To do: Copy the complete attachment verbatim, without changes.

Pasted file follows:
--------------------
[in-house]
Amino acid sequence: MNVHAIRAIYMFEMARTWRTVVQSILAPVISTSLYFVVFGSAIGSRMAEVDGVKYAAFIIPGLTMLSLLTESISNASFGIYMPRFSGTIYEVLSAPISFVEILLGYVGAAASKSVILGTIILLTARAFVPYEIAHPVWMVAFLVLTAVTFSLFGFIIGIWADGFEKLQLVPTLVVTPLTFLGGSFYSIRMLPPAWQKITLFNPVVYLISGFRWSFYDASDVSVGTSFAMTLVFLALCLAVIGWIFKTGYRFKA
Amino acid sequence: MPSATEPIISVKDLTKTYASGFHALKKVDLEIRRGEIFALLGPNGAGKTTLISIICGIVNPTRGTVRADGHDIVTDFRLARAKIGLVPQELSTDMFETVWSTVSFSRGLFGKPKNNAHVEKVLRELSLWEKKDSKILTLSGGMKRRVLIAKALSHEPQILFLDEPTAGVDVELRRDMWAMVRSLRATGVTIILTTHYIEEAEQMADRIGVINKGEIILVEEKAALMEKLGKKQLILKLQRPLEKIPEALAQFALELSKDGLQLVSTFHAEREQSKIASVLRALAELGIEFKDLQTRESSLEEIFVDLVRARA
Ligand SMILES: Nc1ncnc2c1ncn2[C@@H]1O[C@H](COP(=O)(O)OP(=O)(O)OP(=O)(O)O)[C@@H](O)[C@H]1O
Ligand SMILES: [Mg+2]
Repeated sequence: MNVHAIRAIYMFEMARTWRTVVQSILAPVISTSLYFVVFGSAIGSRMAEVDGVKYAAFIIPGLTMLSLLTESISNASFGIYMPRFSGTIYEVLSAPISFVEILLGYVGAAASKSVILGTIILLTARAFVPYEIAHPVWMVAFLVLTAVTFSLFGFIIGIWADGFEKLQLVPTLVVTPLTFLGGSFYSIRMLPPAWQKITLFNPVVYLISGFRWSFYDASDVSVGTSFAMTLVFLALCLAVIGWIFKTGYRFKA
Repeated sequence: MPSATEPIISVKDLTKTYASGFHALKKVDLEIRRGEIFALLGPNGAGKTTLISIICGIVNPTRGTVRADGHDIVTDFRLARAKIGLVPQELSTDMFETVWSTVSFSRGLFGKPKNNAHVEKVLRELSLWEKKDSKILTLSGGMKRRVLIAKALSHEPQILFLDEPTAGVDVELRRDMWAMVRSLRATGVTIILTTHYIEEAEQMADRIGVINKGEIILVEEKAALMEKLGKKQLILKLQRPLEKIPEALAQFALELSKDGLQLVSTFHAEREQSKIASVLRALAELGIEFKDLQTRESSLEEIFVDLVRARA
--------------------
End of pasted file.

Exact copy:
[in-house]
Amino acid sequence: MNVHAIRAIYMFEMARTWRTVVQSILAPVISTSLYFVVFGSAIGSRMAEVDGVKYAAFIIPGLTMLSLLTESISNASFGIYMPRFSGTIYEVLSAPISFVEILLGYVGAAASKSVILGTIILLTARAFVPYEIAHPVWMVAFLVLTAVTFSLFGFIIGIWADGFEKLQLVPTLVVTPLTFLGGSFYSIRMLPPAWQKITLFNPVVYLISGFRWSFYDASDVSVGTSFAMTLVFLALCLAVIGWIFKTGYRFKA
Amino acid sequence: MPSATEPIISVKDLTKTYASGFHALKKVDLEIRRGEIFALLGPNGAGKTTLISIICGIVNPTRGTVRADGHDIVTDFRLARAKIGLVPQELSTDMFETVWSTVSFSRGLFGKPKNNAHVEKVLRELSLWEKKDSKILTLSGGMKRRVLIAKALSHEPQILFLDEPTAGVDVELRRDMWAMVRSLRATGVTIILTTHYIEEAEQMADRIGVINKGEIILVEEKAALMEKLGKKQLILKLQRPLEKIPEALAQFALELSKDGLQLVSTFHAEREQSKIASVLRALAELGIEFKDLQTRESSLEEIFVDLVRARA
Ligand SMILES: Nc1ncnc2c1ncn2[C@@H]1O[C@H](COP(=O)(O)OP(=O)(O)OP(=O)(O)O)[C@@H](O)[C@H]1O
Ligand SMILES: [Mg+2]
Repeated sequence: MNVHAIRAIYMFEMARTWRTVVQSILAPVISTSLYFVVFGSAIGSRMAEVDGVKYAAFIIPGLTMLSLLTESISNASFGIYMPRFSGTIYEVLSAPISFVEILLGYVGAAASKSVILGTIILLTARAFVPYEIAHPVWMVAFLVLTAVTFSLFGFIIGIWADGFEKLQLVPTLVVTPLTFLGGSFYSIRMLPPAWQKITLFNPVVYLISGFRWSFYDASDVSVGTSFAMTLVFLALCLAVIGWIFKTGYRFKA
Repeated sequence: MPSATEPIISVKDLTKTYASGFHALKKVDLEIRRGEIFALLGPNGAGKTTLISIICGIVNPTRGTVRADGHDIVTDFRLARAKIGLVPQELSTDMFETVWSTVSFSRGLFGKPKNNAHVEKVLRELSLWEKKDSKILTLSGGMKRRVLIAKALSHEPQILFLDEPTAGVDVELRRDMWAMVRSLRATGVTIILTTHYIEEAEQMADRIGVINKGEIILVEEKAALMEKLGKKQLILKLQRPLEKIPEALAQFALELSKDGLQLVSTFHAEREQSKIASVLRALAELGIEFKDLQTRESSLEEIFVDLVRARA